The Dixon Award was established in 2002 by the Dixon Family Foundation, thanks to the generous efforts of alumni Hillary (”99) and Adam (”01) Dixon. Each year junior English majors are awarded a $2,500 research and travel grant to enrich their current studies in preparation for senior year.
“This award stimulates intellectual curiosity and seems to me to propel students forward in their passion not only for literature, but also for research. It expands their horizons in a unique way; their understandings are distinct from what they glean either in the classroom or on a study-abroad program. We see them blossom through this award.”
- Rishona Zimring, Professor of English
For application deadlines and information, please visit this page.
2023: This summer, through examination of papers housed at the National Library in Dublin, Kit Graf hopes to form a fuller picture of Yeats as a father and how his participation in the Irish nationalist movement was shaped by his domestic space and the raising of children.
2022: Ashleen Smith used the Dixon Award to visit the New York Public Library’s Berg Collection and explore how the childhood of Virginia Woolf and her siblings related to Woolf’s masterpiece Modernist novel The Waves.
2021: Ashley O’Leary used the Dixon Award to support her archival research into Charles Dickens’ role as an editor of women writers and to support her participation in the 26th Annual Dickens Society Symposium.
2020: Riley Hanna and Justin Howerton were both awarded the Dixon. Due to Covid-19 restrictions and event cancellations, they presented their work alongside the 2021 Dixon recipient Ashley O’Leary in November of 2021. Riley Hanna examined the works of current scholars as well as the library of Virginia and Leonard Woolf to better understand their life together. Justin Howerton presented an in-depth examination of William Faulkner through a southern lens.
2019: Karli Uwaine traveled to London to visit the British Library and the Wellcome Library where she viewed meeting minutes of Cobbe’s organizations, campaign papers, and newspaper articles during the anti-vivisection movement. She wanted to explore the moral complexities within the controversial debate on vivisection and look at Cobbe’s work as a source of inspiration for the future of animals.
2018: Katie Mitcheltree traveled to two archives over the summer of 2018 to examine the papers of Mary Borden: the Howard Gotlieb Archival Research Center at Boston University, and the Churchill Archive Center at the University of Cambridge in England.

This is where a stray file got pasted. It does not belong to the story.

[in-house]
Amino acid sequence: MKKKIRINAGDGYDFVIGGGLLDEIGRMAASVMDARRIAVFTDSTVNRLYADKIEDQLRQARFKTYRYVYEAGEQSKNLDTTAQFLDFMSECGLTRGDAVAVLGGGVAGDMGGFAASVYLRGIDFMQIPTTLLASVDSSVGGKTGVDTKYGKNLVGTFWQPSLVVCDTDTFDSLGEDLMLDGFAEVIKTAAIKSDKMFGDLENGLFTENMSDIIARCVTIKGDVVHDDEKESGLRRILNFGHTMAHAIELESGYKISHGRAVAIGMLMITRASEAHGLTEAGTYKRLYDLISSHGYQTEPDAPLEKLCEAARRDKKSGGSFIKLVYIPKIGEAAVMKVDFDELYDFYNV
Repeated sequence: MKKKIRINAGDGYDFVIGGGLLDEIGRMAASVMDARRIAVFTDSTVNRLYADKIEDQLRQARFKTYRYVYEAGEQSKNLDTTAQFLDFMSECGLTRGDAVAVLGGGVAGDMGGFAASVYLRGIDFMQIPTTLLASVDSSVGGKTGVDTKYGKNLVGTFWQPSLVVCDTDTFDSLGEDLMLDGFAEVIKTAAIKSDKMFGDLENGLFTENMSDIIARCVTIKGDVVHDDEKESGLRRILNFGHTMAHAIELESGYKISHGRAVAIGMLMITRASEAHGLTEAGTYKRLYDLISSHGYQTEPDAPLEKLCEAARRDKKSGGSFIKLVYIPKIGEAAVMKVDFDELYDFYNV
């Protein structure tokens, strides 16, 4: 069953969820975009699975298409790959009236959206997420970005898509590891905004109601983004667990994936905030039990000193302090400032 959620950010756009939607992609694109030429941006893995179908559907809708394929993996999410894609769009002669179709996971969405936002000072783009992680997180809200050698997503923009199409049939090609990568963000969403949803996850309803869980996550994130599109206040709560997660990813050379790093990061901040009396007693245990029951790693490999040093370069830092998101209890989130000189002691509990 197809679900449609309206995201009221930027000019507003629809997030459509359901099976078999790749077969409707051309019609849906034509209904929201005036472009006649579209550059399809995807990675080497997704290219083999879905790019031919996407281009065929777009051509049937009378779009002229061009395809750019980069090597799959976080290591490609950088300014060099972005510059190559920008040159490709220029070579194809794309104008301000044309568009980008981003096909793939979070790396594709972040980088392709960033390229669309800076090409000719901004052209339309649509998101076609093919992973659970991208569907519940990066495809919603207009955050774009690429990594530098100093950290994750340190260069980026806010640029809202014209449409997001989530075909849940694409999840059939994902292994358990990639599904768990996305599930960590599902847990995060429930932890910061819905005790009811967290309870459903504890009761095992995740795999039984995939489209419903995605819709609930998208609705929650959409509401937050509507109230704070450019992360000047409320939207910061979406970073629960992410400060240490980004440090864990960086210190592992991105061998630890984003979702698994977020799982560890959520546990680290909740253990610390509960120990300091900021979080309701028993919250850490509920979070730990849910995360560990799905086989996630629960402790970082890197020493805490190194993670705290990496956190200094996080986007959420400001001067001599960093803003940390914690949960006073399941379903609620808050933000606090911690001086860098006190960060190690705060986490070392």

2017: Emily Price planned to conduct her research summer 2017. She planned to travel to the British Library, Oxford’s Bodleian Library , the University Library at Cambridge, and the Biblioteca Riccardiana in Florence. She explored the Construction of Monstrous Morality in Medieval Bestiaries.
2016: Emma Cranston researched the concept of “Nation Language” in the archives of the University of Birmingham, and the importance of “Caribbean Voices” at the BBC Written Archives in Reading, UK.
2015: Emile Dultra and Emma Post were both recipients. Emile’s project was a comparative study of Ezra Pound and Gertrude Stein in the context of Fascism. Her research was conducted at the Harry Ransom Center in Austin, Texas. Emma traveled to Glasgow, Scotland where she conducted research on the visual and poetic work of Edwin Morgan in the Special Collections at the University of Glasgow.
2014: Caitlin Degnon and Lillian Tuttle were both recipients. Caitlin conducted research on Zora Neale Hurston’s anthropological field work at the Library of Congress. Lillian traveled to France to investigate Katherine Mansfield’s connection to France within the context of the modernist movement in literature.
2013: Taylor Wallau traveled to the Houghton Library at Harvard University in Boston, University to study Ralph Waldo Emerson’s manuscripts and heritage.
2012: Jordan Buysse traveled to Trieste, Italy to attend the 15th annual James Joyce School.
2011: Warren Kluber and Casey Newbegin were both recipients. Casey will study the personal files of Virginia Woolf’s husband, Leonard Woolf, at the University of Sussex in Brighton, England. Warren will travel to Gambia, Mauritania and rural parts of Senegal to explore how local oral traditions relate to the African novel.
2010: Sarah Osborne and Riley Johnson were both recipients and both traveled to England to study materials at Trinity College, Cambridge, and the British Library.
2009: Marley Badolati traveled to Massachusetts to study the influence of Robert Lowell on the poets Sylvia Plath and Anne Sexton.
2008: Jessica Cartwright traveled to the Alex Turnbull Library in New Zealand to study Katherine Mansfield.
2007: Katrin Gibb studied John Fowles’ The Magus at the Harry Ransom Humanities Research Center at the University of Texas, Austin.
2007: Stephanie Beechem attended the 2007 MLA Annual Convention to gain a greater understanding of French influences on Wallace Stevens’ poetry.
2006: Jason Robertson traveled to England to visit British libraries and historical sites for his project, “Spenser’s Reformation: Researching Iconoclasm and Literature in London.”
2005: Jason Simms traveled to Massachusetts to research the original manuscripts of Emily Dickinson in the Houghton Library at Harvard and the Frost Library at Amherst College.
2004: Stasia Honnold traveled to and conducted research while attending the 14th Annual Virginia Woolf Conference held at the University of London.
2003: Ariel Holman traveled to and conducted research at the Special Collections at the University of Sussex, UK.
Please contact Amy Baskin email@example.com if you have questions.